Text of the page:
Verrucae

What is a Verruca?

Verrucae are usually found on the bottom of the foot and is a small skin lesion usually around 1cm in diameter.

Usually associated with children, verrucae are also a common complaint amongst adults.

What causes it?

All verrucae are caused by the human papilloma virus which is common in all environments but does not readily attack the skin. Due to this though verrucae are commonly contracted in communal places such as swimming pools, showers and changing areas, therefore children are more at risk of contracting verrucae in school changing rooms and swimming pools.

If there is excessive moisture or excessive dryness of the skin this can lead to small cracks in the skin which allows the virus to enter.

What will happen if I leave it untreated?

Most of the time Verrucae will heal on their own if left alone however they can easily spread so if the verruca is touched or scratched a sufferer must wash their hands straight away or it can spread to other parts of the body.

What can help?

To avoid verrucae, try to avoid touching other people’s verrucae and that hands are washed if a verruca is touched. It is also best to avoid sharing towels, flannels, shoes, and socks with other people and to make sure that feet and hands are kept clean and dry.

Due to how the virus spreads it is best to avoid going barefoot in public places and communal areas.

Also, if contracted avoid scratching or picking at the verrucae this may spread the infection to other parts of the body.

What are the treatment options?

Verrucae can be treated in a relatively wide variety of methods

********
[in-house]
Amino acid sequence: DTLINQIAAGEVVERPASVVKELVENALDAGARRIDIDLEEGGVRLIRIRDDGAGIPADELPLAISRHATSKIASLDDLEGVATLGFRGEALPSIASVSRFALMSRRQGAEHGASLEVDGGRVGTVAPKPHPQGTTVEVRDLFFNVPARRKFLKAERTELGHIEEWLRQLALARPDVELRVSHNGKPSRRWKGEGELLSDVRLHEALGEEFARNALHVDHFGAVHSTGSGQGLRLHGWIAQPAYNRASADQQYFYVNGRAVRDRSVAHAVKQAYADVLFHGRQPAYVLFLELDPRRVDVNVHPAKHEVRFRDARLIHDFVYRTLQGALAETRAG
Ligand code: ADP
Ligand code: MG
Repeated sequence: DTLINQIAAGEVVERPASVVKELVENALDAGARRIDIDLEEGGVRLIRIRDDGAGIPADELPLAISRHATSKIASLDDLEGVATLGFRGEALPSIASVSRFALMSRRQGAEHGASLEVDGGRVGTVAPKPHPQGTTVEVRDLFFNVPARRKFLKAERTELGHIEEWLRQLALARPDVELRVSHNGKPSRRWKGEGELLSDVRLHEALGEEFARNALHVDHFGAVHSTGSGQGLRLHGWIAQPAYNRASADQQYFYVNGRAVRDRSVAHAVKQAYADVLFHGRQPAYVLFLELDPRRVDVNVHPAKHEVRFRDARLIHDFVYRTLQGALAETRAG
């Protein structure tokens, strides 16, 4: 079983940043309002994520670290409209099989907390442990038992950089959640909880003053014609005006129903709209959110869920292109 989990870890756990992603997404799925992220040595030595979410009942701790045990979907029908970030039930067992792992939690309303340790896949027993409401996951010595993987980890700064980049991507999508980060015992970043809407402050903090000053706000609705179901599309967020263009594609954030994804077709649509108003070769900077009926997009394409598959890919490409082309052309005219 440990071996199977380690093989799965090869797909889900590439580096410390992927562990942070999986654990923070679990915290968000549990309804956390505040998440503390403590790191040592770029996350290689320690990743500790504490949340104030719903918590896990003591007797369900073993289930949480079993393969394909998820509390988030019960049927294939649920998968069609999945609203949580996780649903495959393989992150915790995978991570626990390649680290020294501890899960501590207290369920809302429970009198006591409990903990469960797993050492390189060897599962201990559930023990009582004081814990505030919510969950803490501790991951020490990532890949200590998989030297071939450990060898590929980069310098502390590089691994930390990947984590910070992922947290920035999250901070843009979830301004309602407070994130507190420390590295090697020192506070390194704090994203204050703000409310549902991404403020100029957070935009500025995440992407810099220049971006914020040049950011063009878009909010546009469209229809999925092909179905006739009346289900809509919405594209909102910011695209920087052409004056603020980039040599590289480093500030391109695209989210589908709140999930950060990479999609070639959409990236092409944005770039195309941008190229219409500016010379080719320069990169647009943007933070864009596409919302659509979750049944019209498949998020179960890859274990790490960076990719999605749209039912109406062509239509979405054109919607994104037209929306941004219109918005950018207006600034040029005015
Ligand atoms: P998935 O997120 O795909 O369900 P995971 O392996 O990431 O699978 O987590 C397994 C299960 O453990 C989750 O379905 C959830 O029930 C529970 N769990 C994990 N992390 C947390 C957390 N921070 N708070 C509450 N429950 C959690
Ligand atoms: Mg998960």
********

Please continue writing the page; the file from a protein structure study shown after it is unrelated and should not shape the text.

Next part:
In terms of selecting the best treatment for verrucae there are three fundamental questions.

1. What is the verruca like?
2. What is the patient’s expectation?
3. What is the practitioner’s remit?

Verrucae come in all shapes and sizes and about half a dozen different viral subtypes.

The most important part of the equation, the patient. How much is it hurting? How much do they want rid of it? WHY do they want rid of it? Whats their tissue viability like? What, in fact, do they want? 

What is the Practitioner’s remit? The options open to Foot Health Practitioner are different to those available to a pod surgeon.

So with that all said, in very broad strokes, all the treatments work about the same way, by triggering an immune response to the virus. Most do this by causing tissue damage to trigger inflamation. And generally, the more tissue damage you do, the better the chance of resolution.

This is not an exhaustive list but in general terms…

  1. Do nothing. No risk, no cost, background chance the lesion will self resolve. A good option for painless lesions which don’t worry the patient.
  2. Occlusion with tape. Minimal risk, minimal cost, minimal chance to resolve the lesion, excellent chance to keep it comfy. Good if the patient’s main concern is pain.
  3. Home caustic use, (sal acid). Will make it more painful for the duration, circa 30 -40% chance of getting rid within 6 months or so.
  4. More concentrated caustics used in clinic. Similar to 3 but with more control over how it is applied. May have a better success rate
  5. Cryotherapy. Similar success rate to 3. Hurts a lot if its done well. The Practitioner controls the amount of damage.
  6. Verrutop. Still new so data not really there yet but seems to be similar or slightly better than sal acid, but with fewer applications and less pain. Costs more and needs patient to keep coming back in. Circa 50% success rate (Manufacturer’s claim).
  7. Needling. circa 60%-70% success rate with 3 treatments. Needs a local anesthetic and its a surgical proceedure, however it does not create an open wound as such.
  8. Blunt dissection/curretage. Again, a surgical treatment with local anesthetic. If its a discrete lesion it can be scooped out. Like removing a corn this gives immediate relief once the wound heals, but like everything else here, it can still grow back if the immune response is not triggered.
  9. Swift. New machine. Emits microwaves to cook the lesion. Hurts quite a bit but does not need local anesthetic. Success rate is reported to be similar to needling, but again its a new treatment so still waiting on the data. Likely to be expensive.